Q&A: Daijana Wallace

Composer Daijana Wallace discusses “Through Distance,” featured on Sputter Box’s debut album.

Daijana Wallace. Photo: Julian Kincaid.

Sputter Box’s debut album, Sputter (SHRINKS THE) Box, features more than 25 brand new miniatures, each scored for bass clarinet, voice, and djembe.

Through Distance” is Track 01 on the album.

NATASHA NELSON: Would you begin by talking a bit about your piece “Through Distance”?

DAIJANA WALLACE: I think I pride myself on being able to write for my friends, and so this project was really intuitive to come by. I knew Kathryn before – I had met her at Cortona Sessions in 2018 – and I’ve been following her work through this ensemble. I loved the work of Sputter Box, but we hadn’t previously been able to line anything up because of our various schedules.

I think in general, writing during the quarantine was very, very difficult. I was thinking about all the various projects popping up about collaborating via Zoom or Skype, but there were so many. It was nice to get to write something for friends in a project that I felt good about, amongst all the other ones to possibly choose from.

Are the Cortona Sessions geared toward contemporary classical performance?

DW: Yes. It’s Cortona Sessions for New Music, and what it’s about is giving composers and performers opportunities to work together, and to get mentored by composers and performers who perform a lot in that medium. For composers, it’s a chance to learn how to work with new people in a short amount of time. The first year I was there auditing, which was great. I observed a lot and learned so much. I attended again the next year and participated as a composer.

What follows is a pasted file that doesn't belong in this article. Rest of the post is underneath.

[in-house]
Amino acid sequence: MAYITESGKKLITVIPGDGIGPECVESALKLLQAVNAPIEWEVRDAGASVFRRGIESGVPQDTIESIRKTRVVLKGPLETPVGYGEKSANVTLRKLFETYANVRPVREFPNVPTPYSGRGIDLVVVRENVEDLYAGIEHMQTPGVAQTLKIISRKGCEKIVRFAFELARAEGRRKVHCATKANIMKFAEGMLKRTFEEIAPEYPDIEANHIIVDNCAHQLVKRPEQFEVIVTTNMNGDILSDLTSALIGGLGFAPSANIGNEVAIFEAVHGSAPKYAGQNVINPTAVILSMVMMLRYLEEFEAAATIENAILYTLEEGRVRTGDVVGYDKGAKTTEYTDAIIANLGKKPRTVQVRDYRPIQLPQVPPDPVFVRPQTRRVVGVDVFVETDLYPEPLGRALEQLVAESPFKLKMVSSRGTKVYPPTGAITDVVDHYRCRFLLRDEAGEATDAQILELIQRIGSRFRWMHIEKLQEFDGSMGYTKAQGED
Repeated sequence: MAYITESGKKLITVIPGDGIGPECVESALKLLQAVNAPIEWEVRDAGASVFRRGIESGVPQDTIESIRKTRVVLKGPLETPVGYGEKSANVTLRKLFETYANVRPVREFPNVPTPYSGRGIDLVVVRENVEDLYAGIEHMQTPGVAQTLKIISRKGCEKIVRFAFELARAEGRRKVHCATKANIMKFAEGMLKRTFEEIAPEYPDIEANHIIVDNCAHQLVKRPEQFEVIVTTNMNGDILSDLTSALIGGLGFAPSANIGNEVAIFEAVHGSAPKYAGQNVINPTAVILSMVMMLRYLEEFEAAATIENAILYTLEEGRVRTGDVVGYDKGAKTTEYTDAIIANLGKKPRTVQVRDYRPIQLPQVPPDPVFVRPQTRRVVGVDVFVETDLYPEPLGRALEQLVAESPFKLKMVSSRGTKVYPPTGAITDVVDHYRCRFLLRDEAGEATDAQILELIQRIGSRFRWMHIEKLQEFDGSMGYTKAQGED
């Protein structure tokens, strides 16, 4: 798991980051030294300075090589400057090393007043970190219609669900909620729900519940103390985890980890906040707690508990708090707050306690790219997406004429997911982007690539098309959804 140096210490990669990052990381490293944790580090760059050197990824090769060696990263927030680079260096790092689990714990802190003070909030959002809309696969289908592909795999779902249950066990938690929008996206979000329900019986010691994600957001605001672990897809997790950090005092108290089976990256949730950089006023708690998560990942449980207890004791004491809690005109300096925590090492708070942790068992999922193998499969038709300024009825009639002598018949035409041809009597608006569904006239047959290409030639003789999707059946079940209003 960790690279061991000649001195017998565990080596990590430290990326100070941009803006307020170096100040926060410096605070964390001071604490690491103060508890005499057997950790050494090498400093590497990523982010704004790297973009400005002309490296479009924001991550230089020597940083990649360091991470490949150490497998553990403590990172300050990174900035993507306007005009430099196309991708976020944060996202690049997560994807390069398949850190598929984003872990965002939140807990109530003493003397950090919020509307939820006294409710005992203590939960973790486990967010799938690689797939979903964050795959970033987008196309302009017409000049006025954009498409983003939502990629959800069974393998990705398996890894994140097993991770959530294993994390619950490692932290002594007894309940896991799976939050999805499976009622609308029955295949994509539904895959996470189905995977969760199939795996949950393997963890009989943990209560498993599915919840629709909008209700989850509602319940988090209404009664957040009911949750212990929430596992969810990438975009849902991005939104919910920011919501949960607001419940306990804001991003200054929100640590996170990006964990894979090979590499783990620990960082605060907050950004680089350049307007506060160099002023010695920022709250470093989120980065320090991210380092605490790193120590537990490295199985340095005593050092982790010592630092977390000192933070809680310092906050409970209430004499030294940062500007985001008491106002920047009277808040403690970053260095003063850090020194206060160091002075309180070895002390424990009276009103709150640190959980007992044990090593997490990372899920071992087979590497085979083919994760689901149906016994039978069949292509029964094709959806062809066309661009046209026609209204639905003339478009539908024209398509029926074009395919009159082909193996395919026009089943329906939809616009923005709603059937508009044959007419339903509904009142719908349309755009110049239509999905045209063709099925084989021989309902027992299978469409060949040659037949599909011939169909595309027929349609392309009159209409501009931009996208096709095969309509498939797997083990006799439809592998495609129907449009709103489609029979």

Listen to Daijana Wallace’s piece “Upstairs Neighbor,” written for the Cortona Sessions for New Music in 2019. Performed by Kivie Cahn-Lipman (cello) and Eli Geruschat (percussion).

What’s your primary instrument?

DW: My primary instrument is cello.

What kinds of pieces do you often focus on writing, and for what instrumentation? Was this composition particularly new in any way?

DW: Not necessarily. I’ve written a lot of chamber works, which make up most of my catalogue, and I’ve written for voice before, but every voice is so different: yes, you have range—but what’s the sound? The singer’s tone? How does their voice operate? That’s always a challenge, but I just tried to keep it safe [laughs]. I’ve written for percussion in solo and chamber settings and for wind instruments, as well. I hadn’t written for clarinet yet, specifically, so it was great.

“Shades,” for solo cello. Composed by Daijana Wallace; performed by Kivie Cahn-Lipman.

What was it like composing a minute-long piece? As a composer, how does one go about writing material to fit a specified duration?

DW: I think this is particularly difficult, because I like to think that I write short pieces—and when I say short pieces, I mean pieces that are about less than ten minutes long. So this was challenging to write something for just one minute. How much detail do you have to put in? Do you want it to be like a tiny rhapsody? Do you want it to have an A-B structure? The thought of form comes to mind, as well as musical complexity.